- Obtain ten sterile 100mm x 15mm petri dishes and label them with the date, the name of the researcher, the type of media used, and the zone of the Winogradsky column from which organisms will be harvested.
- Remove the “Agar” flask from the water bath and pour its contents into each of the 10 petri dishes. Each dish must receive no more than 15 mL of liquid. This can also be accomplished with a pipettor and a 25 mL serological pipette for more precision. Use a sterile pipette tip to eliminate any air bubbles, and then cover the plates with their lids and allow to set overnight.
3. Diluent Preparation
- Place ten test tubes with a capacity of at least 20 mL in a rack and label them T1-T10. Each tube number corresponds to the corresponding dilution factor (i.e., T4 = 1×10-4 or 0.0001 or 1/10,000th of stock concentration).
- Pipette nine millilitres of saline 0.45% into each of the ten test tubes.
- Saline blanks are now ready to be autoclaved for sterilisation. Cover each of the 10 test tubes with aluminium foil, then transfer them to an autoclavable test tube rack. Sterilize for a minimum of 15 minutes at 121°C, 15 psi.
- Using heat-resistant gloves, remove the blanks and allow them to cool. When tubes have reached room temperature or are cool to the touch, cover and store at 4 degrees Celsius until use.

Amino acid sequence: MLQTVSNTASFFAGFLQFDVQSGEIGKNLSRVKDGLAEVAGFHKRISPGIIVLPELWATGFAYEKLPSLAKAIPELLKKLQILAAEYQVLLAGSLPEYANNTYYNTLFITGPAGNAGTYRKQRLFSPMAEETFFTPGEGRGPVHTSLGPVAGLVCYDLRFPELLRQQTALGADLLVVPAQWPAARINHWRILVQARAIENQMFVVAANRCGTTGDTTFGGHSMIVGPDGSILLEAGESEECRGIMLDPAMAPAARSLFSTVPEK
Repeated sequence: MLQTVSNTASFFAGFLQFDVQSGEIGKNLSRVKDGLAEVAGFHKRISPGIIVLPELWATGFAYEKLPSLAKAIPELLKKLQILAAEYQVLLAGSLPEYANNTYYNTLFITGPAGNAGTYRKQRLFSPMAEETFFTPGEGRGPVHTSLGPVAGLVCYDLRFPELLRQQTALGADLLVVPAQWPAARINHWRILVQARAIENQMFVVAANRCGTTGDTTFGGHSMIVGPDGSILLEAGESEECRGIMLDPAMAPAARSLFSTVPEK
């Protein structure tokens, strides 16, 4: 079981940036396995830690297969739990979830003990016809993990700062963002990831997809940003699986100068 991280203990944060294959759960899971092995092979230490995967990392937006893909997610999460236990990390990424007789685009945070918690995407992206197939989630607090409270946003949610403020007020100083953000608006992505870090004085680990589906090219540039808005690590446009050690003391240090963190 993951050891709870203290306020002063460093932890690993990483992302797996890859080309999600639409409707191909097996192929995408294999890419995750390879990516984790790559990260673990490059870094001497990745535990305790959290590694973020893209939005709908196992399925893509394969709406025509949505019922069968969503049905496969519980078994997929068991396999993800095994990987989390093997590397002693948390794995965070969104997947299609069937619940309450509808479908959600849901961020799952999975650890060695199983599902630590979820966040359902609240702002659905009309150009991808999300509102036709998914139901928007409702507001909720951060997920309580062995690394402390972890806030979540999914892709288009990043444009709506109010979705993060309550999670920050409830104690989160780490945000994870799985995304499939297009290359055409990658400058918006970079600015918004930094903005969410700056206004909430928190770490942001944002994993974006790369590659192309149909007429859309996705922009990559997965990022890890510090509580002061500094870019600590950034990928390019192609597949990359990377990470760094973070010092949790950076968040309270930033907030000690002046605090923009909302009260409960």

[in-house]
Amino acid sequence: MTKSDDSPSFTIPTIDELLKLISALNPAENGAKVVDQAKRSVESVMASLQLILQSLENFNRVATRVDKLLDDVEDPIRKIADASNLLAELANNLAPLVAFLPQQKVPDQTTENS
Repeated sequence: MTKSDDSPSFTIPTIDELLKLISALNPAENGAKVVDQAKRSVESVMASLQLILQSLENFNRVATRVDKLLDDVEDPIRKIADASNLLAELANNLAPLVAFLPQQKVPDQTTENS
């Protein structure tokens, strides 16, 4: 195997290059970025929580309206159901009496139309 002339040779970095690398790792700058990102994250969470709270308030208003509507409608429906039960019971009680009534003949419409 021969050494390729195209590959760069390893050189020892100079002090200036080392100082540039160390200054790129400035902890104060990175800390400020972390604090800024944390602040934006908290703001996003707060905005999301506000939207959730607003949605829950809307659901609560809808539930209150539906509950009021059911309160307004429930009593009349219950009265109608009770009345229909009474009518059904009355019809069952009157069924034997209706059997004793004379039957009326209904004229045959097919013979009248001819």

4. Cultivation of Target Organism
- Inoculate “solution0” with a single colony from a previously streaked plate or 50 µL of a frozen stock. Allow the target organism time to multiply by placing infected “solution0” into a 37°C incubator overnight with shaking (if necessary) (if necessary). (Note: The flask should be covered to prevent infection. If the target organism is aerobic, use sterile gauze and cotton plugs to prevent contamination. If evaluating areas of Winogradsky column, just take 1 gramme from each appropriate zone (aerobic and anaerobic for the purposes of this study) and resuspend in T1 before going to step 5.3.
5. Serial Dilution
- Obtain the flask labeled “Nutrient broth” from the incubator and shake vigorously.
- Pipet 1 mL of “solution0” into the test tube labeled T1. Vortex T1. If evaluating Winogradsky explants, weigh 1 gram of the desired zone and add it to T1 prior to vortexing. (Note: 1 mL is used here for simplicity- smaller or larger volumes of diluent may also be used).